California Wildfires: What Does Climate Change Have to Do With It?

By: Twumasi Duah-Mensah

Paradise, California. A small town right near California’s Sierra Nevada Mountains. A true paradise, indeed. Tall pines and majestic oaks tower over the Northern Californian town as its residents relish in the beauty of their, well, paradise.

But all of a sudden, it burned down. Everything. Their homes. Their churches. Their schools. Those tall pines and majestic oaks that towered over them were gone, replaced by the dance of wildfires over the once glorious town.

And, in the worst cases, their friends, daughters, sons, brothers, sisters, parents, grandparents—could not escape. Their beautiful Paradise had betrayed them. It had become Hell.

The horrible, horrible case of Paradise is agonizingly ironic given the town’s name. But its situation is nowhere near unique. Dozens of cities and towns in California have been engulfed by raging flames or have been evacuated. And I don’t use the word “raging” lightly. California’s wildfire season in 2017 was already the most destructive in its recent history, burning 9.1 million acres of land.

And somehow, it seems to have become even worse.

2018’s “Camp Fire” engulfing Butte County, California was the worst in the state’s history. Together with the Woolsey Fire that consumed parts of Los Angeles County and Ventura County, nearly 9,000 homes have been destroyed, 52,000 people have been evacuated, and almost 60 people have perished with many still unaccounted for.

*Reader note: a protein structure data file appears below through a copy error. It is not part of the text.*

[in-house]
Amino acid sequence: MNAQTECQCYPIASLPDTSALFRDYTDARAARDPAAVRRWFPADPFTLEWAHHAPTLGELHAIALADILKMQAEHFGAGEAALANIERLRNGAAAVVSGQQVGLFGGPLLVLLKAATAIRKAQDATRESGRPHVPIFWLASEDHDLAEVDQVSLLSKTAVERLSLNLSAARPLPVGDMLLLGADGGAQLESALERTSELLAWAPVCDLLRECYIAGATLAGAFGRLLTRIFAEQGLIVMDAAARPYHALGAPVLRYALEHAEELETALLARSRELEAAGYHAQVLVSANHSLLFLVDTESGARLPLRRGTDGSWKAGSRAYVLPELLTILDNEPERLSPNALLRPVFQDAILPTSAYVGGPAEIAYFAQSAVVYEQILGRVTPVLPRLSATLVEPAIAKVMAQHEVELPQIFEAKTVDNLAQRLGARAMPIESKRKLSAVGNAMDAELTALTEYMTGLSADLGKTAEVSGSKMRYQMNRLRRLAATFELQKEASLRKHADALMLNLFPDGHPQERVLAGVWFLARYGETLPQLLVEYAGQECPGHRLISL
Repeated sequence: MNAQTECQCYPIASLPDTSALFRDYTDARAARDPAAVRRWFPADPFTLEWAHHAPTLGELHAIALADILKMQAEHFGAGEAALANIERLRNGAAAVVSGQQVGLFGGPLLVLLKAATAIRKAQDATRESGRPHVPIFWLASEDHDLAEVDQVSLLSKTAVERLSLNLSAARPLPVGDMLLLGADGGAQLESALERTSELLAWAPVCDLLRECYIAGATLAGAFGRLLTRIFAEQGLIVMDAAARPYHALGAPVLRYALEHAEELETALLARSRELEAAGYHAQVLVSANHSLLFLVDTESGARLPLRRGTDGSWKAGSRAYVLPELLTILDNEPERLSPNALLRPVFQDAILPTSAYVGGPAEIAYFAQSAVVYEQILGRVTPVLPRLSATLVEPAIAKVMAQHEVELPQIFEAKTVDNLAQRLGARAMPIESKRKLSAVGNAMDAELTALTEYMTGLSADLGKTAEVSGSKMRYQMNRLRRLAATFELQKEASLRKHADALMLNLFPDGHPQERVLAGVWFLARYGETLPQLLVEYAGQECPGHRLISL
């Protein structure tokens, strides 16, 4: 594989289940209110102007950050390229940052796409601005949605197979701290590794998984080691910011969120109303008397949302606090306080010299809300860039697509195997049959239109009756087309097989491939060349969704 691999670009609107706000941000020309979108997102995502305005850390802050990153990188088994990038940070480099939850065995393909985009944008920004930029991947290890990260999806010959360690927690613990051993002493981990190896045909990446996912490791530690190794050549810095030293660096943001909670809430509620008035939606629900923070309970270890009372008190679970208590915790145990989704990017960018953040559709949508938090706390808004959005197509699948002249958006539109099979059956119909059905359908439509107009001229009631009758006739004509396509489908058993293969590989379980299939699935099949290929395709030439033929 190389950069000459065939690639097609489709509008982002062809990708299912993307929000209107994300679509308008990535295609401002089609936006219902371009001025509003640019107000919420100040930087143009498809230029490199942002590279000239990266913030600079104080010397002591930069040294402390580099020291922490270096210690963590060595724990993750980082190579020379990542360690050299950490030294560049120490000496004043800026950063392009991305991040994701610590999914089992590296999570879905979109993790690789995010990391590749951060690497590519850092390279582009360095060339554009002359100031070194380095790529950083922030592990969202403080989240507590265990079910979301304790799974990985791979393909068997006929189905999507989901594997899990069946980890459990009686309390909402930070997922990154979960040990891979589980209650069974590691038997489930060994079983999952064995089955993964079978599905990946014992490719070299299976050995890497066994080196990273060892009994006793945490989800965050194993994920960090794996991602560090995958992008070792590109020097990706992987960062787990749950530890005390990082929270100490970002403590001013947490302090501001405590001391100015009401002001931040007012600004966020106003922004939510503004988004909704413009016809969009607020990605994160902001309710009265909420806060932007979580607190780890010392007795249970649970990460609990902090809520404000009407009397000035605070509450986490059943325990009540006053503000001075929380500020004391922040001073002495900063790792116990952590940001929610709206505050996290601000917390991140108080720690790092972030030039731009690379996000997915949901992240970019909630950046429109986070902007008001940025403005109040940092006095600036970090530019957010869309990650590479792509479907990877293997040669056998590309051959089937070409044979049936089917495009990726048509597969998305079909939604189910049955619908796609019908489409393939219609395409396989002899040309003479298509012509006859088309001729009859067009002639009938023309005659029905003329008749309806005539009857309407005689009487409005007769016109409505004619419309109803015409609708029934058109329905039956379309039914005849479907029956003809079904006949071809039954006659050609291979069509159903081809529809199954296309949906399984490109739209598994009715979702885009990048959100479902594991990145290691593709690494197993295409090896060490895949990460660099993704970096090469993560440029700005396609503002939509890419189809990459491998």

The worst part? It could get even worse. As climate change worsens, these fires are expected to become stronger, taking more lives, homes, and devastating whole communities.

Wait a minute, back up. What does climate change have to do with all of this? Well, it plays a major role, but it’s not the only factor to blame.

Kimberly Amadeo of The Balance wrote a very good article on how the alteration of the global climate is creating stronger wildfires. The four effects of climate change that strengthen such devastating fires are:

  • Rising Temperatures
  • Drought
  • More Pests
  • Shorter Winters

You can read about the specifics by clicking the link above, but in summation, they all, in some way, cause trees to become more flammable. By drying up or eating away at their vegetation, allowing wildfires to get stronger and stronger. Rising temperatures also allow a fire to continue for longer.

I was shocked to see that even the presence of more pests (caused by warmer temperatures) would lead to longer periods of infestation. Those pests devour the trees’ vegetation, exposing the flammable timber.

As you are probably already aware, climate change worsens with increasing global greenhouse gas emissions. Wildfires will continue to terrorize towns and cities. We’ve examined the effects of these raging fires on towns like Paradise; moreover, the fires will completely transform and possibly corrode the environments that they pillage.

Oh, and by the way, wildfires in and of themselves make climate change worse by releasing a LOT of carbon into the atmosphere and destroying forests that would otherwise absorb the atmospheric carbon.

It is important to note that climate change doesn’t create a wildfire season.

Those are always going to happen. It does, however, make the season longer and worse.